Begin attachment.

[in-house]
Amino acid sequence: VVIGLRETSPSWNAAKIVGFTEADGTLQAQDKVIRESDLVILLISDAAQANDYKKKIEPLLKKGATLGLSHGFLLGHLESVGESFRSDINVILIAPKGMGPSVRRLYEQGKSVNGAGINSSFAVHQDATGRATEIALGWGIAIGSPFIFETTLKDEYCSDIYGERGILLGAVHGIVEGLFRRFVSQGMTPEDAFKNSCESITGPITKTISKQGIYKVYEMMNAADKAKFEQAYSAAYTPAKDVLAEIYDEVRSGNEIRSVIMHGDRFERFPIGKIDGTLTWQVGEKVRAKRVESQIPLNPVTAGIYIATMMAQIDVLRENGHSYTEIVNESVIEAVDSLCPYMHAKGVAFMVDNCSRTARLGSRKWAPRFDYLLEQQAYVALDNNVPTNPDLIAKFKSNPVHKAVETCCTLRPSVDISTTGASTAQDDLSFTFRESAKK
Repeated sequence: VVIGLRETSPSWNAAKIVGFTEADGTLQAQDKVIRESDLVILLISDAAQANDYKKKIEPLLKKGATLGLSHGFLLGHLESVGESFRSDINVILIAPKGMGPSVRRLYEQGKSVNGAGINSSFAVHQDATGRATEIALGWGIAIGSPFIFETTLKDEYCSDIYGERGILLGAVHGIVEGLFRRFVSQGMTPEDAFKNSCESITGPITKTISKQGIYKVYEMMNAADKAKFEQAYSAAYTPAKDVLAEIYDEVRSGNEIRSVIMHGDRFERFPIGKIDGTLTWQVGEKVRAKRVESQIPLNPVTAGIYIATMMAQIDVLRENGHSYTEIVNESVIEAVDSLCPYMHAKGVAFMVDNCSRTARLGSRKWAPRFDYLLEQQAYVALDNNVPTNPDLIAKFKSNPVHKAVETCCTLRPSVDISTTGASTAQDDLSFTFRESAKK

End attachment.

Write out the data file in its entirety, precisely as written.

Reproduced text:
[in-house]
Amino acid sequence: VVIGLRETSPSWNAAKIVGFTEADGTLQAQDKVIRESDLVILLISDAAQANDYKKKIEPLLKKGATLGLSHGFLLGHLESVGESFRSDINVILIAPKGMGPSVRRLYEQGKSVNGAGINSSFAVHQDATGRATEIALGWGIAIGSPFIFETTLKDEYCSDIYGERGILLGAVHGIVEGLFRRFVSQGMTPEDAFKNSCESITGPITKTISKQGIYKVYEMMNAADKAKFEQAYSAAYTPAKDVLAEIYDEVRSGNEIRSVIMHGDRFERFPIGKIDGTLTWQVGEKVRAKRVESQIPLNPVTAGIYIATMMAQIDVLRENGHSYTEIVNESVIEAVDSLCPYMHAKGVAFMVDNCSRTARLGSRKWAPRFDYLLEQQAYVALDNNVPTNPDLIAKFKSNPVHKAVETCCTLRPSVDISTTGASTAQDDLSFTFRESAKK
Repeated sequence: VVIGLRETSPSWNAAKIVGFTEADGTLQAQDKVIRESDLVILLISDAAQANDYKKKIEPLLKKGATLGLSHGFLLGHLESVGESFRSDINVILIAPKGMGPSVRRLYEQGKSVNGAGINSSFAVHQDATGRATEIALGWGIAIGSPFIFETTLKDEYCSDIYGERGILLGAVHGIVEGLFRRFVSQGMTPEDAFKNSCESITGPITKTISKQGIYKVYEMMNAADKAKFEQAYSAAYTPAKDVLAEIYDEVRSGNEIRSVIMHGDRFERFPIGKIDGTLTWQVGEKVRAKRVESQIPLNPVTAGIYIATMMAQIDVLRENGHSYTEIVNESVIEAVDSLCPYMHAKGVAFMVDNCSRTARLGSRKWAPRFDYLLEQQAYVALDNNVPTNPDLIAKFKSNPVHKAVETCCTLRPSVDISTTGASTAQDDLSFTFRESAKK